I’m not good with spontaneity. I’m not good with the unexpected. I rise to it. I’m a stalwart. But I’d rather know what is coming, so that I can plan and be ready. And yet I have a job that is all about the moment, responding to the now. The boys are out. They are safe and the media is in a flurry even here in the sticks. He is┬áthe top man, a spokesman and they all want a part of him. For now. It will die down, it always does. It was TV last night. He was nervous, his voice breaking a little. Understandable, it isn’t easy talking down the line to a faceless camera in a noisy office. I tried to wish him calm. I’m here, I wanted to say, you are not alone. And then the threat of another late one. Newsnight. My heart sinking. What of my sleep? And then relief, they’d booked my colleague. I would’ve done it. I’m a stalwart.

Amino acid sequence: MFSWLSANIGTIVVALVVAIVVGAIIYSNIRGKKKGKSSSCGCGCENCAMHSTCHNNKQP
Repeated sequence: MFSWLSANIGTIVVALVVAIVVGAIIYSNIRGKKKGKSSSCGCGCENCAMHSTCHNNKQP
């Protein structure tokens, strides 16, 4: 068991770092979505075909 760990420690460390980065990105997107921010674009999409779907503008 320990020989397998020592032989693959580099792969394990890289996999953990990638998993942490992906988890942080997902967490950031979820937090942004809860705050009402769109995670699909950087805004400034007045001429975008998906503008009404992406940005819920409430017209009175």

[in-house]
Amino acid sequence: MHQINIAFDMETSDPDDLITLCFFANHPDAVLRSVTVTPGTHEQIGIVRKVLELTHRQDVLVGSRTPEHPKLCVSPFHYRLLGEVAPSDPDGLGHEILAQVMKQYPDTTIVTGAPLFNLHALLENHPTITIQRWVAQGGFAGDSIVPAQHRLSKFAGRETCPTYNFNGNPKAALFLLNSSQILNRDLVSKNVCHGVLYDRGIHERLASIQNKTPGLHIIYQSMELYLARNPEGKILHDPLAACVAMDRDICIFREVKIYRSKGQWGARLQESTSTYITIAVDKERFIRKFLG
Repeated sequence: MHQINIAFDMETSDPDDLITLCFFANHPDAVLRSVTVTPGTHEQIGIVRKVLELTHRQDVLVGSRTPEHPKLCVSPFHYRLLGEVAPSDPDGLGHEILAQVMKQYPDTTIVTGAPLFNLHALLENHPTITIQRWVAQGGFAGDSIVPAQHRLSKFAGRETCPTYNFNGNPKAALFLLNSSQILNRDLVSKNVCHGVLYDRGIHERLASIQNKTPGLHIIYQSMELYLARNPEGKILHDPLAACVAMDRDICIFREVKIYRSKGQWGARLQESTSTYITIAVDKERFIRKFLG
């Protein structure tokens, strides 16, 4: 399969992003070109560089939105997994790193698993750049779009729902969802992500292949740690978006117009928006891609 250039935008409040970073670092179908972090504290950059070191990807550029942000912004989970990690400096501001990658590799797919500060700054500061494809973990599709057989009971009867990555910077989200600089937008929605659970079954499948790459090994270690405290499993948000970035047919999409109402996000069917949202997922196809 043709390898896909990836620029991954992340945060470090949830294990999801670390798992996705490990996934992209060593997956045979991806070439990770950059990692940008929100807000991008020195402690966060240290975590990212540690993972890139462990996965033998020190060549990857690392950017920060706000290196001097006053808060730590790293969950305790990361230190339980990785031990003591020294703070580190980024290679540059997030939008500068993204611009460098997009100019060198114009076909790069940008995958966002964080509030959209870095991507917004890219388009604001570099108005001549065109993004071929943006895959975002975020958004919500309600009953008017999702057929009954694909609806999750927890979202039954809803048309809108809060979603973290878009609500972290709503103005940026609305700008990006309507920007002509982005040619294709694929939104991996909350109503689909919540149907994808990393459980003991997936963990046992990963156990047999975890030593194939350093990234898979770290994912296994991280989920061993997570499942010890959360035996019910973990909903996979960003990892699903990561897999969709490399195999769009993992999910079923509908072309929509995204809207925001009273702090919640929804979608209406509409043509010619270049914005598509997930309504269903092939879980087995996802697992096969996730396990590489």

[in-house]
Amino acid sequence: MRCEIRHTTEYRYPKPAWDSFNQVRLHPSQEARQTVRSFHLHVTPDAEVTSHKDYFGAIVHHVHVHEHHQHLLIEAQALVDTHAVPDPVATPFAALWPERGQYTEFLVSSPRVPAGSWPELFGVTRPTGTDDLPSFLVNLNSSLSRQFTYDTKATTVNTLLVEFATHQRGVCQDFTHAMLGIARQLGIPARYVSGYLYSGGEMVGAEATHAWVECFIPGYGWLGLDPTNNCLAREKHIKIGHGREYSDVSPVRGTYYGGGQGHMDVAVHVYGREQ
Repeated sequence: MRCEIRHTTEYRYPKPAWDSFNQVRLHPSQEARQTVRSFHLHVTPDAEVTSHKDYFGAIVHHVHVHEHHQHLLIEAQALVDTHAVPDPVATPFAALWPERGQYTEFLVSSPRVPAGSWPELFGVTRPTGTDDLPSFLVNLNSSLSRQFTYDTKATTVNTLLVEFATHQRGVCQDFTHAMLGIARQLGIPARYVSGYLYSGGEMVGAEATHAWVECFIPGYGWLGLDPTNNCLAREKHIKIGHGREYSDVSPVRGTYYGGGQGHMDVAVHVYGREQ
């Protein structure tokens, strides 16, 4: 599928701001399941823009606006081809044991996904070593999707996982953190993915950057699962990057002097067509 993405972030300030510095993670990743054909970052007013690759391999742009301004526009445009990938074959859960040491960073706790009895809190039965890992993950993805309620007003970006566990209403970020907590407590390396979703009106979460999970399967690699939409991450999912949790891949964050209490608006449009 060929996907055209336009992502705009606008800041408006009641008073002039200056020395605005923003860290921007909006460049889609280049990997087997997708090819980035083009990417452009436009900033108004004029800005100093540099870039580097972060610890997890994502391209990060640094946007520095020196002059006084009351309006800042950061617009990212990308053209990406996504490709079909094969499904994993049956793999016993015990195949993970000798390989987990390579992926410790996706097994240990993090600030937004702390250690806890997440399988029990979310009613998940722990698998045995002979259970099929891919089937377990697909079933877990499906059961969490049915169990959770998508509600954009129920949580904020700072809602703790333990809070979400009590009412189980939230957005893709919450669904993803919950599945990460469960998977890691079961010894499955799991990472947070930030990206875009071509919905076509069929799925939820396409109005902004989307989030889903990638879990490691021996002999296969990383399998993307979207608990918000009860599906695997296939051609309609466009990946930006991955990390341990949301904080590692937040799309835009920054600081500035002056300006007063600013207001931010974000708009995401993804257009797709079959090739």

I want to write today. Not for anybody but myself. I saw the show. It surprised me. I thought I knew his work. I didn’t. I don’t know what to say, not yet. It will come. He said hello. I don’t know whether he remembers my name or not, it doesn’t matter. He knows me. And that felt good. I was making sketches of the work and he led me into the other gallery to talk about the ceramic show. Even lifting up a tiny porcelain pot for me to hold. I love porcelain, he says, I love it’s unevenness. I didn’t have long, but didn’t want to be rude. And I was pleased to be noticed. He followed me back into the other gallery and we talked about his work. He left me only to come back again with a signed book. You get it, he said, it’s because you get it. We discussed collectors. They’re all getting old, he said. The young don’t buy. They don’t have the money. Yes, I said. He told me of a tea set he had and some cups by Walter Keeler. The tea set was expensive. I asked if he used it. For special occasions or on a Sunday, he said. It depends on what I’m drinking, he said. If it’s herb tea it’s always a Walter. He waved when I went. It felt good. I felt good. Happy. Yesterday was a happy day.